HSR&D Citation Abstract
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Robinson SA, Lachman ME. Daily Control Beliefs and Cognition: The Mediating Role of Physical Activity. The journals of gerontology. Series B, Psychological sciences and social sciences. 2020 Mar 9; 75(4):772-782.
Recent work suggests that physical activity may underlie the positive relationship between control beliefs and cognition. Despite the well-known cognitive benefits, most adults do not engage in enough physical activity, perhaps due to low perceived control. The current study aimed to expand upon past work by investigating these constructs over the short-term by studying the intraindividual variability in daily control beliefs, physical activity, and cognition. We examined whether these constructs were related on a day-to-day basis and if daily physical activity mediated the relationship between control beliefs and cognition.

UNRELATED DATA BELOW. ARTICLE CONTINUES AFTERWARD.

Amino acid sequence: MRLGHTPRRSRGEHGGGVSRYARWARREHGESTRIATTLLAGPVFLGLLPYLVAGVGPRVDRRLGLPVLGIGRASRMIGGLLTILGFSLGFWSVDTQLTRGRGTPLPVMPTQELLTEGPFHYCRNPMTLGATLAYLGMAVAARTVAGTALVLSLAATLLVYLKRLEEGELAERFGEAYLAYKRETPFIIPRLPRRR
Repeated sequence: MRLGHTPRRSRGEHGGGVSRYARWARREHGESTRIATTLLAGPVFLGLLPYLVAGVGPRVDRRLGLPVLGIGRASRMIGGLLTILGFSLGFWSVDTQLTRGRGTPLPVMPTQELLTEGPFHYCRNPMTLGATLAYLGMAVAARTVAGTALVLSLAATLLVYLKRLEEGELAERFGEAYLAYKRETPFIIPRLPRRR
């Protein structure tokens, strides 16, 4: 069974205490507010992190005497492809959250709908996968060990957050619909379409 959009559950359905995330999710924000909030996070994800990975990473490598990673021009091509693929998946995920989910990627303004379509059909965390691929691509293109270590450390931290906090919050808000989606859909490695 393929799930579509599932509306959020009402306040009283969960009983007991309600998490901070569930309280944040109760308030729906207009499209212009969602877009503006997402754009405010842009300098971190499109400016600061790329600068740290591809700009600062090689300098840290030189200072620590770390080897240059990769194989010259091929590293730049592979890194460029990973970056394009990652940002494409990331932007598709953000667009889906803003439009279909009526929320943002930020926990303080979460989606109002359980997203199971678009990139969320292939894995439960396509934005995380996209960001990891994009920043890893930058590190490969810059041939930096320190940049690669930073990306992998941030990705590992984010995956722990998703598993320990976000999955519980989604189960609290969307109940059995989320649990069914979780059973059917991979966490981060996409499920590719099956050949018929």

Over 7 consecutive days, 145 participants (M = 50.54 years) completed daily diaries to measure domain-specific control beliefs, wore an ActiGraph to capture objective physical activity, and were administered 2 tasks each day via phone to measure cognition.
Using multilevel structural equation modeling, our results indicated that on days with higher control beliefs cognition was also higher and this relationship was mediated by one's level of physical activity.
These findings demonstrate the role of physical activity in linking control beliefs and cognition on a daily level using a within-person approach to investigate the dynamic processes in beliefs and cognition.